The Washington Post reports that the National Guard has been commissioned to hand out water to residents of Flint, MI after the city has been in a state of emergency over its tainted water.
It is suspected that the city of almost 100,000 has been using water contaminated with lead as early as February 2015. There’s also evidence showing that the state was aware of the water crisis long before it declared a state of emergency and made its residents aware of the issue.
The town is known for its largely Black and disenfranchised population; many feel that the water crisis is only another example of the local government’s disregard for residents’ health and livelihood:
For Gladyes Williamson, 61, a former worker at the Buick engine plant in Flint, apologies, free water and promises are meaningless. She, like many people in this city with a well-documented history of chronic unemployment and blight, says she believes they are the collateral damage of a coverup. She stood outside city hall Monday lugging a jug half-filled with orange water she says has been flowing out of her tap all summer.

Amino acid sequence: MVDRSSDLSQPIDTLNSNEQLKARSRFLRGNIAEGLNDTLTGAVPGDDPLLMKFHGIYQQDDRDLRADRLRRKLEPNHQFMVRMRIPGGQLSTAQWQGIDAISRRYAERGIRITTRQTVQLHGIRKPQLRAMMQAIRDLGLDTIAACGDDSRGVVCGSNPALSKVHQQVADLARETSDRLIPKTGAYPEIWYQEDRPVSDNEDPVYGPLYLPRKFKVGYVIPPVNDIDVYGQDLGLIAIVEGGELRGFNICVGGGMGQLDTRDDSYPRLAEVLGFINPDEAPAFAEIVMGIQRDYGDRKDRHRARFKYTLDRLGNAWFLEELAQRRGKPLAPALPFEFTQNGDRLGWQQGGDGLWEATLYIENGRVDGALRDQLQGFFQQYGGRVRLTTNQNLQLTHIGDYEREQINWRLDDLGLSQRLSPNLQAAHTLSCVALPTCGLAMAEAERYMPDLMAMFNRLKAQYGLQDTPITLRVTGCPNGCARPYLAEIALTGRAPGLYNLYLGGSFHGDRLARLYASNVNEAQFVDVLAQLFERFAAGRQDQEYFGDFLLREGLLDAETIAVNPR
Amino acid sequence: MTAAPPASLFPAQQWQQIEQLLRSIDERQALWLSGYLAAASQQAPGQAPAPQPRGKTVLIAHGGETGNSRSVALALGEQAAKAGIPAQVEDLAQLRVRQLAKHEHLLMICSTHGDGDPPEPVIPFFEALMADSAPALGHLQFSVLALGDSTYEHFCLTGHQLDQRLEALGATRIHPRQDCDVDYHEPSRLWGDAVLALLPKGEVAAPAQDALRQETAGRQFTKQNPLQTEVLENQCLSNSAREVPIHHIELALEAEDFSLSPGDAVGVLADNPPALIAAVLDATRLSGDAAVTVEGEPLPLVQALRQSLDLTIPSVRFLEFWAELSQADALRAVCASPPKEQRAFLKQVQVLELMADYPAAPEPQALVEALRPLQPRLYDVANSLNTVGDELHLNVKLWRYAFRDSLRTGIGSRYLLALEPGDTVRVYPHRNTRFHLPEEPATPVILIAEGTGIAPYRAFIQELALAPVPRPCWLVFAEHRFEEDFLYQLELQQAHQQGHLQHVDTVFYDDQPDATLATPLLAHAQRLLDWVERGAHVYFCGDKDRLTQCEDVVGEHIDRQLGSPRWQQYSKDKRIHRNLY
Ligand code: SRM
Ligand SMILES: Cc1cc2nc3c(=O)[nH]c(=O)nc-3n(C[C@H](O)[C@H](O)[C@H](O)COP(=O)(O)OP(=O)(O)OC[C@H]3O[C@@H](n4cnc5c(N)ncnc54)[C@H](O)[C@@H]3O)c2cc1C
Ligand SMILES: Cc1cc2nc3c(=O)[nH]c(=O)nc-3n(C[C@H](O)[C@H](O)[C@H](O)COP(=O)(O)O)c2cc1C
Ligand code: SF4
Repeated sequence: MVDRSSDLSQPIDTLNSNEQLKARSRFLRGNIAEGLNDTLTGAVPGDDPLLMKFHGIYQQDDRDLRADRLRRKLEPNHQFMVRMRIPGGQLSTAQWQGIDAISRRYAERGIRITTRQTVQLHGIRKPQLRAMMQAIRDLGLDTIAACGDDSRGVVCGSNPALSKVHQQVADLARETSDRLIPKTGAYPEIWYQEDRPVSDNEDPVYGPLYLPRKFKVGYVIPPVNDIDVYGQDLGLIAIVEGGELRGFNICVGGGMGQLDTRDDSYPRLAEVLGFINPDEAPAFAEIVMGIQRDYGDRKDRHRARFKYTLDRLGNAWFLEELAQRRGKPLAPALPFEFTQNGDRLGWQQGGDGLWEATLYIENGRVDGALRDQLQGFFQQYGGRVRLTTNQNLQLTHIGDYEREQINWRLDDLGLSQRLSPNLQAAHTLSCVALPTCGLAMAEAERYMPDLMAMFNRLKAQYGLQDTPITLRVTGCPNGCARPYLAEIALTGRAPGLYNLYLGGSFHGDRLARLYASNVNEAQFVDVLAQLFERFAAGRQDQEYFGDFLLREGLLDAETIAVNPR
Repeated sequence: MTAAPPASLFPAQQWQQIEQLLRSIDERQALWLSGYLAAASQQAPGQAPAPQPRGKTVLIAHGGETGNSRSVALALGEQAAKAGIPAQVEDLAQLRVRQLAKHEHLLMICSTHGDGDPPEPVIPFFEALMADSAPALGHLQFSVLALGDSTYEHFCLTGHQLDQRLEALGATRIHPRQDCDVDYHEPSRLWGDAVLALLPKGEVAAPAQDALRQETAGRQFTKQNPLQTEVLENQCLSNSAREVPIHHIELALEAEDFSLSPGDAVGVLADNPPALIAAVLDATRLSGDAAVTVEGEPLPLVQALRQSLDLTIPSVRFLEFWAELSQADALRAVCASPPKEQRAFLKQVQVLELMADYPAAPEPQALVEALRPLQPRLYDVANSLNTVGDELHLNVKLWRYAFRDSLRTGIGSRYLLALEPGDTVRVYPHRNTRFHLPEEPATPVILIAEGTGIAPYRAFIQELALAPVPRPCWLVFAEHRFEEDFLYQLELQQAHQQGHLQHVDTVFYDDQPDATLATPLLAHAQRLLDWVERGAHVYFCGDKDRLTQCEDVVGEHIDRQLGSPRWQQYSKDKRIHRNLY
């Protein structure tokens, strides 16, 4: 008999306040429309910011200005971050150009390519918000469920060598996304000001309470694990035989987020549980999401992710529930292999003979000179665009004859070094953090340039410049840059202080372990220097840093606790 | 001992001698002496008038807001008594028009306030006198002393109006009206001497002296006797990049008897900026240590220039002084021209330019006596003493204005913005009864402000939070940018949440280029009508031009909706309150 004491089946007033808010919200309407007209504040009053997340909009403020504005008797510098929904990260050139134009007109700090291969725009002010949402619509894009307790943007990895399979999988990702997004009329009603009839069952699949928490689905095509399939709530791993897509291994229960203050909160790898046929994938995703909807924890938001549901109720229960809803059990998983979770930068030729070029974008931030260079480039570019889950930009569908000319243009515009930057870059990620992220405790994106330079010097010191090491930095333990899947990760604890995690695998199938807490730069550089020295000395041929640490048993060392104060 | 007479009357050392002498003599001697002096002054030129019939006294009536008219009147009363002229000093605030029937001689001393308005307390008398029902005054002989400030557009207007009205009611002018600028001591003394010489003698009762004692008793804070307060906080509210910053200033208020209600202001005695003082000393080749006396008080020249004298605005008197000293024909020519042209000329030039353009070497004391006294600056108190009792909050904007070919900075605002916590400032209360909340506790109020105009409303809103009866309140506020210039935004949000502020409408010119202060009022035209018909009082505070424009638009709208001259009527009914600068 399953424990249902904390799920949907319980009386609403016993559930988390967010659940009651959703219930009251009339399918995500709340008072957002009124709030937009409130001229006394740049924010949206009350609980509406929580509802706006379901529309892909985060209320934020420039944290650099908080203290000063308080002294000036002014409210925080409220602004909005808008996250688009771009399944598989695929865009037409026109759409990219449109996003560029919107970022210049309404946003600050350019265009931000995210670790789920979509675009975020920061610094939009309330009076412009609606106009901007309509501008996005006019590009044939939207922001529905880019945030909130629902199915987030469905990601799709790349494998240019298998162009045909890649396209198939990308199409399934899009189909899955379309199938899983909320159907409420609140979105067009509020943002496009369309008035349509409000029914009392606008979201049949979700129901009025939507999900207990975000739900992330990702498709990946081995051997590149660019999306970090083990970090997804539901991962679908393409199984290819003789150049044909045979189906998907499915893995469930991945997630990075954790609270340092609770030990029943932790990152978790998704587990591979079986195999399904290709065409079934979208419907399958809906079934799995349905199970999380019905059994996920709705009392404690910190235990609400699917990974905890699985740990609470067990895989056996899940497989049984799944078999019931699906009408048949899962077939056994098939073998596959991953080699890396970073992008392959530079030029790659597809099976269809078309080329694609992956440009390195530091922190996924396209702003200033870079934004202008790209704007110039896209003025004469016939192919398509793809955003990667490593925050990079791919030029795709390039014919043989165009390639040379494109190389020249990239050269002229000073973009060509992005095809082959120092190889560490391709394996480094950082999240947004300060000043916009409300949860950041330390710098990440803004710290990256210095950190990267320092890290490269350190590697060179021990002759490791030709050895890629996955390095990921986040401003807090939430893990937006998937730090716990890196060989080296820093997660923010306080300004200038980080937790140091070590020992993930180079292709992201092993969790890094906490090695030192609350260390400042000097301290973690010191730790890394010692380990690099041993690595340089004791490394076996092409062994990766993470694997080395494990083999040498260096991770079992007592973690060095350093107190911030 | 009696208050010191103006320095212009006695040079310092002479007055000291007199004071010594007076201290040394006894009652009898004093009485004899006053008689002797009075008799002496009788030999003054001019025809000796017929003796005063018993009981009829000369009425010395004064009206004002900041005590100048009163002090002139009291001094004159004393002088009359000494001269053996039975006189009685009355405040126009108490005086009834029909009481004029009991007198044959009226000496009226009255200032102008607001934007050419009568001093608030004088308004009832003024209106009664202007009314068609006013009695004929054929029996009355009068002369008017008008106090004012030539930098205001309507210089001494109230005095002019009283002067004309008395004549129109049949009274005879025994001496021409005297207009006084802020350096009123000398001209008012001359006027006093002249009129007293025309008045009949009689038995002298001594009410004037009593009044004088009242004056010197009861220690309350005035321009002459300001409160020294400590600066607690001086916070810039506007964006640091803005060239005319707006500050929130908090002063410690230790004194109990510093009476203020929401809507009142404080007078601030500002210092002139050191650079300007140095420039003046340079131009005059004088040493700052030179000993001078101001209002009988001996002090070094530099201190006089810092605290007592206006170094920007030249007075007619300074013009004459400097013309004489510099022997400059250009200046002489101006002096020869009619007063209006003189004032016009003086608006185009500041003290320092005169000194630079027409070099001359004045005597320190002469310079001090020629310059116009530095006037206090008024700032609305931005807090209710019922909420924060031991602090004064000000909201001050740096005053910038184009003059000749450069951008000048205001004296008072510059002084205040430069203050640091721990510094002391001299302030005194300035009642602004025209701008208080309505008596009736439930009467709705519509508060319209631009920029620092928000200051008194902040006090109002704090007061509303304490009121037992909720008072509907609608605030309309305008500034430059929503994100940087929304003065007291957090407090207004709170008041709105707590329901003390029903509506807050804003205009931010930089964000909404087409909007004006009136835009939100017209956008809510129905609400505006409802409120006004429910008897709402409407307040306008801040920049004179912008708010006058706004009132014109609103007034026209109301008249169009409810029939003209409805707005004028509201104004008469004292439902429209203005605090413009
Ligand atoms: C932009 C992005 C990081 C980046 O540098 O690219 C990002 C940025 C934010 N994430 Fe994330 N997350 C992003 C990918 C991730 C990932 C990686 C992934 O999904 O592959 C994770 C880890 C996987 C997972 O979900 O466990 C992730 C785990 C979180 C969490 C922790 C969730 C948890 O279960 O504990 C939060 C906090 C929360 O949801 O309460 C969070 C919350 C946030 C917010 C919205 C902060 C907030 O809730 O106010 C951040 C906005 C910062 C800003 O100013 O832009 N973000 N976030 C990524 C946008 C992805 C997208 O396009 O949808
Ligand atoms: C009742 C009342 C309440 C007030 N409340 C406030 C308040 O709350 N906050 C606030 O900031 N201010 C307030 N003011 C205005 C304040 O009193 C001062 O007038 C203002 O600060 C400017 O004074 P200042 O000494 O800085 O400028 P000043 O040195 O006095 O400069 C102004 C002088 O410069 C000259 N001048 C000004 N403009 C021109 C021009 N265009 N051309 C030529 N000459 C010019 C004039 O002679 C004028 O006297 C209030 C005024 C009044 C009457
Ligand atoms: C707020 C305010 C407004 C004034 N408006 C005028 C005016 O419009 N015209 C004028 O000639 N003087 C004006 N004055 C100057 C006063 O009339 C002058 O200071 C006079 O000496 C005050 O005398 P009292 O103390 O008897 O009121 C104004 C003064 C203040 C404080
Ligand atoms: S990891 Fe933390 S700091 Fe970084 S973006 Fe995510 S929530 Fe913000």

“We are expendable,” she says.
The US Department of Justice and the Environmental Protection Agency is looking into the scandal, and a top official of Michigan’s Environmental Quality Department has stepped down from his role. The agency has also reverted the area’s water supply.
However, local children have already displayed signs of lead poisoning, a condition that can have irreparable damage on their physical and mental health. Residents are also frustrated by the hassle they’ve now been tasked with in using and gaining access to such a limited supply of safe water for daily life, as it has complicated simple activities like having meals, showering and commuting to work.
Marc Edwards, a national expert on water quality from Virginia Tech that has been testing the city’s water says that fixing the corrosion in the city’s water system could cost Flint as much as $20 to $200 million while building a new system all together could cost as much as $1.5 billion.
Read the full story at the Washington Post.
[SOURCE: Washington Post]